For the Time Being, Palestinians Are Best Off under “Occupation”

Nov. 18 2019

Many who profess concern for the Palestinians agree that Israel ought to abandon its presence in the West Bank—which remains controlled by Jerusalem, even as most of its Arab residents live under the governance of the Palestinian Authority (PA). But, writes Evelyn Gordon, the Gaza Strip, from which Israel withdrew completely, provides a clear demonstration why West Bank Palestinians are beneficiaries of the status quo:

Take, for instance, casualties. According to statistics compiled by B’Tselem, [a human-rights group dedicated exclusively to criticism of the Jewish state], Israeli security forces killed 5,706 Palestinians in Gaza from September 2005 through August 2019. That’s almost eight times the 756 killed by Israeli security personnel and settlers combined in the West Bank during this period.

Nor is this surprising. Israel’s control of the West Bank means that suspected terrorists can often be arrested rather than killed, though shootouts (with attendant collateral damage) do occur. But in Gaza, where Israel has no troops, it can’t arrest terrorists. Thus the only way to fight terror is through military action, which naturally produces many more casualties among both combatants and civilians.

[Moreover], the number of Palestinians killed by other Palestinians is also much higher in Gaza. . . . No less dramatic is the economic difference between the territories. The first-quarter unemployment rate in Gaza was 46 percent, almost triple the West Bank’s rate of 16 percent. One contributing factor is that while one-sixth of employed West Bankers work in Israel or the settlements, almost no Gazans do. Moreover, Gaza’s median daily wage was just 42 shekels ($12), less than half the West Bank median of 100 shekels ($28) and less than a fifth of the median earned by Palestinians in Israel and the settlements at 250 shekels ($71.50).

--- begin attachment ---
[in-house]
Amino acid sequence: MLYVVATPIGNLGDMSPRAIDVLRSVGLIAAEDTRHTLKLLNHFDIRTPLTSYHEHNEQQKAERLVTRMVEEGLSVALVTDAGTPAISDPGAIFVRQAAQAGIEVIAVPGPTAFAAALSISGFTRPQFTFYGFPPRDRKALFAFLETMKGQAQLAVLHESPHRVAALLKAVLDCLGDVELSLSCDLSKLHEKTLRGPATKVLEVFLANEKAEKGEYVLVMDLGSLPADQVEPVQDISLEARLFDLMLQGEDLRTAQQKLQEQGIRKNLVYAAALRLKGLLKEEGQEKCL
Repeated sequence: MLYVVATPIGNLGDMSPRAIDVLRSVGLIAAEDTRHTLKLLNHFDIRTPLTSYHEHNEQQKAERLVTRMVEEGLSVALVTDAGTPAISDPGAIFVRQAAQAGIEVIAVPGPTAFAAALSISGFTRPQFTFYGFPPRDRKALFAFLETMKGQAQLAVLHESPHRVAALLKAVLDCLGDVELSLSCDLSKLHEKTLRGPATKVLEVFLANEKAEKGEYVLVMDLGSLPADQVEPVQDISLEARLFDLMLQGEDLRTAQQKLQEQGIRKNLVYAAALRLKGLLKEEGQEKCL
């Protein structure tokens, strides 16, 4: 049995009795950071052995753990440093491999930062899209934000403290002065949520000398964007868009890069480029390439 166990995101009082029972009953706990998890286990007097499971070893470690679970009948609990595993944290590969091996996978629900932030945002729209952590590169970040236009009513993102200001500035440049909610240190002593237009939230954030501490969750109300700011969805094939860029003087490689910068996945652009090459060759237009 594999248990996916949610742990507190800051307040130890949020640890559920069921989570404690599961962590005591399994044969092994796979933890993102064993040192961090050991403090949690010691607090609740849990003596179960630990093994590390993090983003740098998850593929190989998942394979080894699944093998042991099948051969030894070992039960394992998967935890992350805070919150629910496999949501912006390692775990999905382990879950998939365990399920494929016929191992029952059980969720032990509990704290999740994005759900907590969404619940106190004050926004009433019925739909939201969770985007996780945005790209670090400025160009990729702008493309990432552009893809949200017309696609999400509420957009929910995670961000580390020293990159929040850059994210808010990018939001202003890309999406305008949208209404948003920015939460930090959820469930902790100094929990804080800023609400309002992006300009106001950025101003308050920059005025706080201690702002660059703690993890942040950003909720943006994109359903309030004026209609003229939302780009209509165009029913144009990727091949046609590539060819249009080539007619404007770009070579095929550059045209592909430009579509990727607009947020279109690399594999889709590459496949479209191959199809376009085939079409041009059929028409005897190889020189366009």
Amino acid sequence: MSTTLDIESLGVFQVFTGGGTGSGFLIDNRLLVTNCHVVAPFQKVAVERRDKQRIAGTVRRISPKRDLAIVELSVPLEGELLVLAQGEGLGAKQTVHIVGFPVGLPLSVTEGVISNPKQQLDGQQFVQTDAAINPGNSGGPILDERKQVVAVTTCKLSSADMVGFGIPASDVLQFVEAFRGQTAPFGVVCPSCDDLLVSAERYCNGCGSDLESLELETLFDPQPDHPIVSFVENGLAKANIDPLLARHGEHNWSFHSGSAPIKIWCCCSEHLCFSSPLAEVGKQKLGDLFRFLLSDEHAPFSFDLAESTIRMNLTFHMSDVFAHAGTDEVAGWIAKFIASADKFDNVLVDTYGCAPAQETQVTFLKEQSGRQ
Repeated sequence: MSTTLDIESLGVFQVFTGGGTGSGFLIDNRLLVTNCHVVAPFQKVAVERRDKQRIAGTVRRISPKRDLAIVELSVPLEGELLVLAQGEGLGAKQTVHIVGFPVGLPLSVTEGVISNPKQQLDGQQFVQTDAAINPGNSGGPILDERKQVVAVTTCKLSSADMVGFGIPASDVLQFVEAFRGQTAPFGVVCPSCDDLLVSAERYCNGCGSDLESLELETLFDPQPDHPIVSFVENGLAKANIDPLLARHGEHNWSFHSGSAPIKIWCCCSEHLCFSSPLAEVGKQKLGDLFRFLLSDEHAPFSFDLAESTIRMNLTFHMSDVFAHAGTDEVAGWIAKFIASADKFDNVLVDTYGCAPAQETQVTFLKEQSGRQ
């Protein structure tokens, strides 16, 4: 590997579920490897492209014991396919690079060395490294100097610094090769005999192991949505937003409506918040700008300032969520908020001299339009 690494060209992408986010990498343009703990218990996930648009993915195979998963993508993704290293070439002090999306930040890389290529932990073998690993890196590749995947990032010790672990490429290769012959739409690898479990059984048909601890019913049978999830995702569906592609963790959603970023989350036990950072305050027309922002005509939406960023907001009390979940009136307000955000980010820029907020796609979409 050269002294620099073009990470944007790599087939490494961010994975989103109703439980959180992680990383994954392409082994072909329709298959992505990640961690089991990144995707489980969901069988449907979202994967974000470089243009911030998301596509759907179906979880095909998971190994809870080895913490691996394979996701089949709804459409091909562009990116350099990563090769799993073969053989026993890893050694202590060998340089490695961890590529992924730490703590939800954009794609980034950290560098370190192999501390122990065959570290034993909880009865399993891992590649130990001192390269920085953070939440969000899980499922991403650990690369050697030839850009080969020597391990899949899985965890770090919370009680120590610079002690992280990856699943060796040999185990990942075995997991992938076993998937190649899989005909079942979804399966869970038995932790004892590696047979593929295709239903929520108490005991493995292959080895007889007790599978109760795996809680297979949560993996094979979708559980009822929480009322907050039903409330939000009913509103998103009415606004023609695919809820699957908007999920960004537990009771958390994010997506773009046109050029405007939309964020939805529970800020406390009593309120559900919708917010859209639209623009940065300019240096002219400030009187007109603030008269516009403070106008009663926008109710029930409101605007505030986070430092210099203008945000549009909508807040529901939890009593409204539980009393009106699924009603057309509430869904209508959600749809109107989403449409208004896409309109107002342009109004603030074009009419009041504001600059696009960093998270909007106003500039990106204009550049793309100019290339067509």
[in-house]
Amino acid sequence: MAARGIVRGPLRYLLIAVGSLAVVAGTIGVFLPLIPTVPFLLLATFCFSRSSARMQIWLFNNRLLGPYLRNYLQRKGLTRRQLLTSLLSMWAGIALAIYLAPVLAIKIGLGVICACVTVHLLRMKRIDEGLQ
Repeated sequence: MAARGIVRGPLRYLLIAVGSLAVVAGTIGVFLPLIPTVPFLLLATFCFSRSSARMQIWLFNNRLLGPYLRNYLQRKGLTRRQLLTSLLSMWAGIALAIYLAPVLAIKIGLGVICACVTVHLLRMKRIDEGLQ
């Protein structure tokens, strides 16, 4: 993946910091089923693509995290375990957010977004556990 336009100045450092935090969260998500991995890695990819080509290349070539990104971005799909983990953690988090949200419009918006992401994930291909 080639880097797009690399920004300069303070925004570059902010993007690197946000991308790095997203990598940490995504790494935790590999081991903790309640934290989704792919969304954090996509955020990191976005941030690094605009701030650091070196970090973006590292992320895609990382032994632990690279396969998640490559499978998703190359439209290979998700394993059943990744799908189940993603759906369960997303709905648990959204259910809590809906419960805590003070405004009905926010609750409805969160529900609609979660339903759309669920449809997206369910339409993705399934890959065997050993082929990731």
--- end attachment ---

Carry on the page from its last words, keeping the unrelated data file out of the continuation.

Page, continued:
[But] would an Israeli departure really turn the West Bank into another Gaza? Unfortunately, the answer is yes—for many of the same reasons that Gaza looks as it does today. First, the most likely scenario is that Hamas would take over the West Bank just as it took over Gaza. That’s the Israeli defense establishment’s assessment, and it’s also the assessment of the Palestinian Authority leader Mahmoud Abbas, which is precisely why he has continued security cooperation with Israel despite its unpopularity among the Palestinian public.

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More about: Gaza Strip, Palestinian Authority, Palestinian economy, West Bank

Is There a Way Out of Israel’s Political Deadlock?

On Tuesday, leaders of the Jewish state’s largest political parties, Blue and White and Likud, met to negotiate the terms of a coalition agreement—and failed to come to an agreement. If none of the parties in the Knesset succeeds in forming a governing coalition, there will be a third election, with no guarantee that it will be more conclusive than those that preceded it. Identifying six moves by key politicians that have created the deadlock, Shmuel Rosner speculates as to whether they can be circumvented or undone:

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More about: Benjamin Netanyahu, Israeli Election 2019, Israeli politics